Rear Window

9. Rear Window (Alfred Hitchcock, 1954)

Alfred Hitchcock blessed us with so many classics, it’s hard to pick the best. My list of 100 contains seven Hitchcocks, but Rear Window stands tallest to me. I’ll allow two great directors to state my case. First, François Truffaut from The Films in My Life: “Rear Window is…a film about the impossibility of happiness, about dirty linen that gets washed in the courtyard; a film about moral solitude, an extraordinary symphony of daily life and ruined dreams.” From David Lynch, as he wrote in Catching the Big Fish: “It’s magical and everybody who sees it feels that. It’s so nice to go back and visit that place.” David, I couldn’t agree more.


8. Goodfellas (Martin Scorsese, 1990)

Goodfellas rarely gets selected as the premier example of Martin Scorsese’s brilliance as a filmmaker, and that’s a damn shame because, within its 140-minute running time, Goodfellas not only encapsulates Scorsese and filmmaking at their best, but might be the director’s most personal film. If you wanted to demonstrate practically any aspect of moviemaking to a novice—editing, tracking shots, reverse pans, effective use of popular music—you could turn to this feature about low-level gangsters, which Scorsese disguised as a film school. Goodfellas also happens to be the director’s most re-watchable film and, in a career stocked with masterpieces, it remains my favorite.


7. Network (Sidney Lumet, 1976)

Every time I return to Paddy Chayefsky’s prescient screenplay, something new leaps out that I didn’t catch before. Most recently, it’s from one of Howard Beale’s monologues once he’s become the UBS network’s star. As part of the speech, delivered by the late, great Peter Finch, Beale tells his viewers, “Because you people, and 62 million other Americans, are listening to me right now. Because less than three percent of you people read books! Because less than 15 percent of you read newspapers!” Chayefsky died long before the Internet took off, so remember that the next time someone blames the death of the newspaper industry on the web. Better yet, watch Network and revel in the delicious monologues, magnificent ensemble and Sidney Lumet’s fine direction.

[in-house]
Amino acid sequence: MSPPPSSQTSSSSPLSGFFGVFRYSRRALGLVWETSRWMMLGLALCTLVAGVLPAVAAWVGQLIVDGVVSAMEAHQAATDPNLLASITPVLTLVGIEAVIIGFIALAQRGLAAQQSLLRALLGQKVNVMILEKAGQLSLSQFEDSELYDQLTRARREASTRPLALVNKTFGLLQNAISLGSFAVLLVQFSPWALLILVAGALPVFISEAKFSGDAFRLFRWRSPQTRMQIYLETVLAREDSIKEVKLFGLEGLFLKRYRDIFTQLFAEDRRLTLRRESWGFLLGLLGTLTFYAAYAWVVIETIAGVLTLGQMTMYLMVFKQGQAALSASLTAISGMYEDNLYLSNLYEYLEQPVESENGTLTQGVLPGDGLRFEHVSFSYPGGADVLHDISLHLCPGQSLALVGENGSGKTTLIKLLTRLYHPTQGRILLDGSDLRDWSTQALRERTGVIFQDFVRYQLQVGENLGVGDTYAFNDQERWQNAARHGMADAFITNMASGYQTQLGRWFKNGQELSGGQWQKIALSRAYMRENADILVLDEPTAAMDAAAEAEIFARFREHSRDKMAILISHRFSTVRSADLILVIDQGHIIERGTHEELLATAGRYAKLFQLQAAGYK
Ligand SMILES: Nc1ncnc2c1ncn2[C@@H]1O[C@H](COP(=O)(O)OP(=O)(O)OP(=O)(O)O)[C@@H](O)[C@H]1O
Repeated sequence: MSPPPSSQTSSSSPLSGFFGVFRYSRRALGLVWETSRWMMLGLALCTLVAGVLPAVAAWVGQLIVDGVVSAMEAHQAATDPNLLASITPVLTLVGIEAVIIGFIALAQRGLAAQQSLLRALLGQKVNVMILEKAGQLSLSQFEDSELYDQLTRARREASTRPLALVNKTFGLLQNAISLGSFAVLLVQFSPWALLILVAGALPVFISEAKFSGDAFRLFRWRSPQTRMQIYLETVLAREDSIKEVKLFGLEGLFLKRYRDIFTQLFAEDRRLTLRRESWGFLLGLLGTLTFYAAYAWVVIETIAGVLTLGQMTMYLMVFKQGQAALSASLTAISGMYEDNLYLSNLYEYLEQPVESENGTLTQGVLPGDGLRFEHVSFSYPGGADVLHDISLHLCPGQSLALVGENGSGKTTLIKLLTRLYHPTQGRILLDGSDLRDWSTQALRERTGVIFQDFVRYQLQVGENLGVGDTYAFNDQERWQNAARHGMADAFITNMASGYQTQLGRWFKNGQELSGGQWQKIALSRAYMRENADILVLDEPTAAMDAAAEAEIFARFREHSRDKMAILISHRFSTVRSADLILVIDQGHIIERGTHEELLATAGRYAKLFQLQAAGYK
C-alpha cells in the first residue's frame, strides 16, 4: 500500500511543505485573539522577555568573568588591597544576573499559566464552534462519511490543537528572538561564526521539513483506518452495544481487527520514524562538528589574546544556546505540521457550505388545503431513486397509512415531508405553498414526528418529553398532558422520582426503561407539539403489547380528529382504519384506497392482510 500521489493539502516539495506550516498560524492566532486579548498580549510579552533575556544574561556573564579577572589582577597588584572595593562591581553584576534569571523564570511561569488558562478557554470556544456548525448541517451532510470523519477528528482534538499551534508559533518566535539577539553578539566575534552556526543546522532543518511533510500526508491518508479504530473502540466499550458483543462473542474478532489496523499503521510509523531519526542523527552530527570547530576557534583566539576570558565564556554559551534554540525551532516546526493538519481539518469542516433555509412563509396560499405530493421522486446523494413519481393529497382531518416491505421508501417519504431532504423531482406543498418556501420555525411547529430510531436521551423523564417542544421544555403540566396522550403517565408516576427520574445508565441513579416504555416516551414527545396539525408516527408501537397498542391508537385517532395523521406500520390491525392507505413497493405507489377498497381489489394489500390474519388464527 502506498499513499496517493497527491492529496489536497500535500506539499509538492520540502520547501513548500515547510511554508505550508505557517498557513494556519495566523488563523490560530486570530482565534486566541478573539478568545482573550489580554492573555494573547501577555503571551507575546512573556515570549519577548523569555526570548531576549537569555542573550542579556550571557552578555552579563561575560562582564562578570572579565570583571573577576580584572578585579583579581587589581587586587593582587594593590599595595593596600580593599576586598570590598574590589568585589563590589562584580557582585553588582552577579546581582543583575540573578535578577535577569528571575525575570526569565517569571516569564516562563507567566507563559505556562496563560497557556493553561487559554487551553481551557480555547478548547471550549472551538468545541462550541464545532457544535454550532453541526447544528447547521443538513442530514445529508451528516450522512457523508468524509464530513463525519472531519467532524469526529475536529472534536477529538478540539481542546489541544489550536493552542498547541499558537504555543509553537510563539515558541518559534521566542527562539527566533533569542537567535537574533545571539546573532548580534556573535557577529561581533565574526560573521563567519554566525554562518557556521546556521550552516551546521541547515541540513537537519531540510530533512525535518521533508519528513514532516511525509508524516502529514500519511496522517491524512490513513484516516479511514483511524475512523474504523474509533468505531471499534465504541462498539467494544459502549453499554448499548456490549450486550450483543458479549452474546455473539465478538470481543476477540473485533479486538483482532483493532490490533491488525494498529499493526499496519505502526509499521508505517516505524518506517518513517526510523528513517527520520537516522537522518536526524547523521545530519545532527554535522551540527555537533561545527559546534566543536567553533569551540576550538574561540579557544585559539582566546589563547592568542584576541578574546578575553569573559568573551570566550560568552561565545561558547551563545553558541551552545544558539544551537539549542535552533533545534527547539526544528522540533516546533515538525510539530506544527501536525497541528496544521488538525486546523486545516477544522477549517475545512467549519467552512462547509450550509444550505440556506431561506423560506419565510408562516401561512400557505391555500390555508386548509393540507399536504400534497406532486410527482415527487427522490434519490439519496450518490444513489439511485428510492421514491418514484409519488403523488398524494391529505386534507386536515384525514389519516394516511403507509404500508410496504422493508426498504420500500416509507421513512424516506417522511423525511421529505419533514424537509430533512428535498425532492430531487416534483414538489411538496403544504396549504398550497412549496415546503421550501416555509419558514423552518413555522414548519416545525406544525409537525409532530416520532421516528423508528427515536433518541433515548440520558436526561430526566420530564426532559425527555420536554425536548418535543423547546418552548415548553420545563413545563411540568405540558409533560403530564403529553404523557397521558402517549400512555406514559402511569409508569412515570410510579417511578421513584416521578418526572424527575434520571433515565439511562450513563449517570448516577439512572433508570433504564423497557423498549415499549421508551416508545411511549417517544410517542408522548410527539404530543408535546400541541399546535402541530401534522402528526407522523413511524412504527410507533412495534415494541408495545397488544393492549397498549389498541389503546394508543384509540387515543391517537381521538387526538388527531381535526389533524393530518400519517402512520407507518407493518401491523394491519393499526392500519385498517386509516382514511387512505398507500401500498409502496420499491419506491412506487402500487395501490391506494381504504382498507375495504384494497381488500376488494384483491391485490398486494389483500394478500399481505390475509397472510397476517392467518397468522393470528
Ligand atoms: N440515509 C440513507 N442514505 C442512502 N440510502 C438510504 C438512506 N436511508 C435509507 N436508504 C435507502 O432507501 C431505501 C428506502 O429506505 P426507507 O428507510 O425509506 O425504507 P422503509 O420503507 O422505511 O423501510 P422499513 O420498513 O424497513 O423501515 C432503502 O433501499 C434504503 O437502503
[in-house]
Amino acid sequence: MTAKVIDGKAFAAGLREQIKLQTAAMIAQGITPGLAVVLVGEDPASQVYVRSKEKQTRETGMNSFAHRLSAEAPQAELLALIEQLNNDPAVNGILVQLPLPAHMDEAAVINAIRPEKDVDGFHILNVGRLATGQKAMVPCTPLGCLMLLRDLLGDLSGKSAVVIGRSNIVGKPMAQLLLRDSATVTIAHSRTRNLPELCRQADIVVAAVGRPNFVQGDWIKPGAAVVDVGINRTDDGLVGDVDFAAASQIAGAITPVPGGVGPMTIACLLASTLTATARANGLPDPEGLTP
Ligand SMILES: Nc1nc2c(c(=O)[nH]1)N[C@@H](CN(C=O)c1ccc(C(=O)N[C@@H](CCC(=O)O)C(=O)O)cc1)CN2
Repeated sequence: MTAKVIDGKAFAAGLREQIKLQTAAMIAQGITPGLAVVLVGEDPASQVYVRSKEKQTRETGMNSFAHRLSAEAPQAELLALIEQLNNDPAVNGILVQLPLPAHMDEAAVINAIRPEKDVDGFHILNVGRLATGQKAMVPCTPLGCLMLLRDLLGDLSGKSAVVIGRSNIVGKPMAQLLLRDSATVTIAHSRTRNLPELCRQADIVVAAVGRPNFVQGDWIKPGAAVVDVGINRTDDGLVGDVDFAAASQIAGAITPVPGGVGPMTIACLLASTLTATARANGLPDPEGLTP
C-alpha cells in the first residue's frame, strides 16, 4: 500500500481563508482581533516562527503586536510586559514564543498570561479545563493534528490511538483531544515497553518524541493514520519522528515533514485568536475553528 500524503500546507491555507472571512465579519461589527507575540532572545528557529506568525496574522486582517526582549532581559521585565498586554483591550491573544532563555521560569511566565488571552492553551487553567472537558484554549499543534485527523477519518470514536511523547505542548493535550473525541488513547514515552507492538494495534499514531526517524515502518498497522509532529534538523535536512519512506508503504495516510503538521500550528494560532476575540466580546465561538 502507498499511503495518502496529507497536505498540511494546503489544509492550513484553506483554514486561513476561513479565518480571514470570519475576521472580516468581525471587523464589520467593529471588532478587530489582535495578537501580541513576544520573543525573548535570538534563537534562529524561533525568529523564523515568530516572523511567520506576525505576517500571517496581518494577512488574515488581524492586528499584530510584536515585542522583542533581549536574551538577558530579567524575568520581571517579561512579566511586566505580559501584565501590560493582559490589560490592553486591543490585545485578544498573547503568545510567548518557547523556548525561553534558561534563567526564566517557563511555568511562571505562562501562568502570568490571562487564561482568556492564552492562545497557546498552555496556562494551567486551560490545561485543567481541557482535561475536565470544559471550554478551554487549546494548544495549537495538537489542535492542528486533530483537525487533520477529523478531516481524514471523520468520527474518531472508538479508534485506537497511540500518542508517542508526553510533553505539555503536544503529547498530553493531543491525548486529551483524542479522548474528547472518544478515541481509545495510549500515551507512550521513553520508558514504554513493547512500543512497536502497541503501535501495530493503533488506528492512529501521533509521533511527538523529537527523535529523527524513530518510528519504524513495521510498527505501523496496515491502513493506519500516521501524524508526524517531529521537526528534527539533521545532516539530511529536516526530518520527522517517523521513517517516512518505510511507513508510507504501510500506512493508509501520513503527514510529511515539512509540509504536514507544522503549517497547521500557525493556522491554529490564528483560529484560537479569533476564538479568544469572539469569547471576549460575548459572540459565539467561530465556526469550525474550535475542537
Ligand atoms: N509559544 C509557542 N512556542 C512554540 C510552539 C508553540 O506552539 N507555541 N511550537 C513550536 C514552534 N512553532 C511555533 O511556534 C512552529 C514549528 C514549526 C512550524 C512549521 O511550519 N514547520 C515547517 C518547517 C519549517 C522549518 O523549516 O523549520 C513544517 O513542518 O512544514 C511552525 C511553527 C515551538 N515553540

Dr. Strangelove

6. Dr. Strangelove or: How I Learned to Stop Worrying and Love the Bomb (Stanley Kubrick, 1964)

Many prefer the Stanley Kubrick of 2001: A Space Odyssey, or later works such as A Clockwork Orange or Barry Lyndon, but I’ve always found him best when satirical, especially when that sharp humor took aim at the futility of war as in the underrated Full Metal Jacket, the great Paths of Glory and the best of the bunch, the incomparable Dr. Strangelove. To take the prospect of nuclear apocalypse instigated by a general driven mad by his impotence and produce one of the wall-to-wall funniest films ever made was no small achievement, but it sure helped to have Sterling Hayden, Peter Sellers in his multiple roles, and, most of all, George C. Scott’s hyperbolic, acrobatic work as General Buck Turgidson.